• Gordon

    I read your piece just to take a break from re-writing my “noirish thriller set in the world of college football” screenplay. Not exactly the Blind Side.

    It’s the first time I’ve touched it since my conversion. Now that I know my characters are made in the God’s image, my standard clever noir-nihilistic ending turns out to be a lie. So everything changes. Darkness becomes the ruined grandeur of God’s child. And I keep thinking today, how far can I go? Do I dare mention conscience (except as cultural artifact of Jews and Catholics), much less God? Then I read “just show life as it is.” Indeed. Perfect. Thank you.

  • Bugs

    The reason is simple: To the producers of pop culture (and many of its consumers), God and religion are no fun. Putting Christians or Christianity in a movie would be like casting your nagging parents, your nagging teacher (not to mention the goody-two-shoes teacher’s pet that she *didn’t* nag), your nagging boss, your nagging conscience – everyone who keeps you from doing whatever you want to do. Movies and television are supposed to help you ESCAPE from all these authority figures, to let you forget about them for a while.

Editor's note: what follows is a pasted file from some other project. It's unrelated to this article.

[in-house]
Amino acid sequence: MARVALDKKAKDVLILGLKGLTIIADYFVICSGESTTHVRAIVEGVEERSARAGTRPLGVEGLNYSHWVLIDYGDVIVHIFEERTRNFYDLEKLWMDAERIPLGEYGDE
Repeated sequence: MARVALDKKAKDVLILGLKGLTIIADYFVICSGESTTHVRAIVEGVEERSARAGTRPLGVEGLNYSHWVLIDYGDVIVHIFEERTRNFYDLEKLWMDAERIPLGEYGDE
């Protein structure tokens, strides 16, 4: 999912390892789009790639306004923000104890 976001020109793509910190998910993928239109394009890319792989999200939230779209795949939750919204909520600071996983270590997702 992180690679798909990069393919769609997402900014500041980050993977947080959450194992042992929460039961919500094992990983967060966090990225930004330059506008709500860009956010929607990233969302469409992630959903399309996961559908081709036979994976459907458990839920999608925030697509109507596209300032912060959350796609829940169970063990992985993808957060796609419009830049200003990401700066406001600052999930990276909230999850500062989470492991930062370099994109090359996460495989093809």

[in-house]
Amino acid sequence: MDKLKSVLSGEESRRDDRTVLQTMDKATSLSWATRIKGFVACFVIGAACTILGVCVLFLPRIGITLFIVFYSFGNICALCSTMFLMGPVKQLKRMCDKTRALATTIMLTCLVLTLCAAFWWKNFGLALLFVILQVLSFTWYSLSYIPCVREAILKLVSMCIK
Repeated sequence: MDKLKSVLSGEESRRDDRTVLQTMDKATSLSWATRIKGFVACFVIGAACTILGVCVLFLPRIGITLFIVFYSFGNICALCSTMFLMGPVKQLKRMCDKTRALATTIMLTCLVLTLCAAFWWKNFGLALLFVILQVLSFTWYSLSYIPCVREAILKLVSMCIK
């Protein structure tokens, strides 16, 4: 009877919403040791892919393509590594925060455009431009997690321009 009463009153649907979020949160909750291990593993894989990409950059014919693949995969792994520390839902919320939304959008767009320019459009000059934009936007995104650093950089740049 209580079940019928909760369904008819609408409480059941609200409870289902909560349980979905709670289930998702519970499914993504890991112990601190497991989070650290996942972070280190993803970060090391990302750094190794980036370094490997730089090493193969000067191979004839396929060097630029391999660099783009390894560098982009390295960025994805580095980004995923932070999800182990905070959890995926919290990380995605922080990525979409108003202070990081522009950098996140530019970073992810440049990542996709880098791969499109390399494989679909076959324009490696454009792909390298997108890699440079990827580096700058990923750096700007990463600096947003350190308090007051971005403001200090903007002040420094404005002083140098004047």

Of course, putting religious Jews and Muslims and Buddhist and Hindus in movies and TV shows is ok. They’re all exotic, foreign religions that never had us by our collective Western balls – spiritually speaking. We can partake of their arcane wisdom voluntarily, without our parents or society or the Church Lady nagging us about it. They never had any authority over us, so they’re safe. Approaching Christianity, however, feels like an actual loss of hard-earned personal freedom.

    That’s my phony-baloney theory, anyway…

  • keta

    You’re correct. I’m hoping for a RC-themed child-rape/slasher film to appear forthwith!

    All tatsefully shot, of course.

  • Aaron

    God wouldn’t be caught dead in Hollywood.

  • Anthony

    Brilliant little piece. Well stated and sound.

  • http://moviebob.blogspot.com/ Bob Chipman